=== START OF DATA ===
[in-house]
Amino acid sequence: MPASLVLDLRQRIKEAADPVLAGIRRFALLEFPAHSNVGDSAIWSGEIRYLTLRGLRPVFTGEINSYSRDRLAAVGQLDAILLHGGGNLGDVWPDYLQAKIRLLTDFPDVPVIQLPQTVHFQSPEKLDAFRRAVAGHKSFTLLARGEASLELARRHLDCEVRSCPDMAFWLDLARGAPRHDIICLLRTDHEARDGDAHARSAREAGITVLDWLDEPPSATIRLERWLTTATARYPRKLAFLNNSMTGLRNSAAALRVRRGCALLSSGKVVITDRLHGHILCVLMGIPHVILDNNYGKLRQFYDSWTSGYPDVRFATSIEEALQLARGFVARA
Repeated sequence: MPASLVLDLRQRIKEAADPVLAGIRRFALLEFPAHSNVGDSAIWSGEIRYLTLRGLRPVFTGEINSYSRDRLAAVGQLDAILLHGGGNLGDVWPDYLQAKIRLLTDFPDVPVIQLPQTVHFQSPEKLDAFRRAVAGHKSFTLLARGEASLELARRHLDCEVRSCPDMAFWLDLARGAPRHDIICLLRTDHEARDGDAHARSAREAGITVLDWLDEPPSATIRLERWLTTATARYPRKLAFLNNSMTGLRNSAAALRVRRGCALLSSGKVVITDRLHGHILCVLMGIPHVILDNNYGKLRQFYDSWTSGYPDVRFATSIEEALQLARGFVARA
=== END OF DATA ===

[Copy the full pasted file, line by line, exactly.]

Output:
[in-house]
Amino acid sequence: MPASLVLDLRQRIKEAADPVLAGIRRFALLEFPAHSNVGDSAIWSGEIRYLTLRGLRPVFTGEINSYSRDRLAAVGQLDAILLHGGGNLGDVWPDYLQAKIRLLTDFPDVPVIQLPQTVHFQSPEKLDAFRRAVAGHKSFTLLARGEASLELARRHLDCEVRSCPDMAFWLDLARGAPRHDIICLLRTDHEARDGDAHARSAREAGITVLDWLDEPPSATIRLERWLTTATARYPRKLAFLNNSMTGLRNSAAALRVRRGCALLSSGKVVITDRLHGHILCVLMGIPHVILDNNYGKLRQFYDSWTSGYPDVRFATSIEEALQLARGFVARA
Repeated sequence: MPASLVLDLRQRIKEAADPVLAGIRRFALLEFPAHSNVGDSAIWSGEIRYLTLRGLRPVFTGEINSYSRDRLAAVGQLDAILLHGGGNLGDVWPDYLQAKIRLLTDFPDVPVIQLPQTVHFQSPEKLDAFRRAVAGHKSFTLLARGEASLELARRHLDCEVRSCPDMAFWLDLARGAPRHDIICLLRTDHEARDGDAHARSAREAGITVLDWLDEPPSATIRLERWLTTATARYPRKLAFLNNSMTGLRNSAAALRVRRGCALLSSGKVVITDRLHGHILCVLMGIPHVILDNNYGKLRQFYDSWTSGYPDVRFATSIEEALQLARGFVARA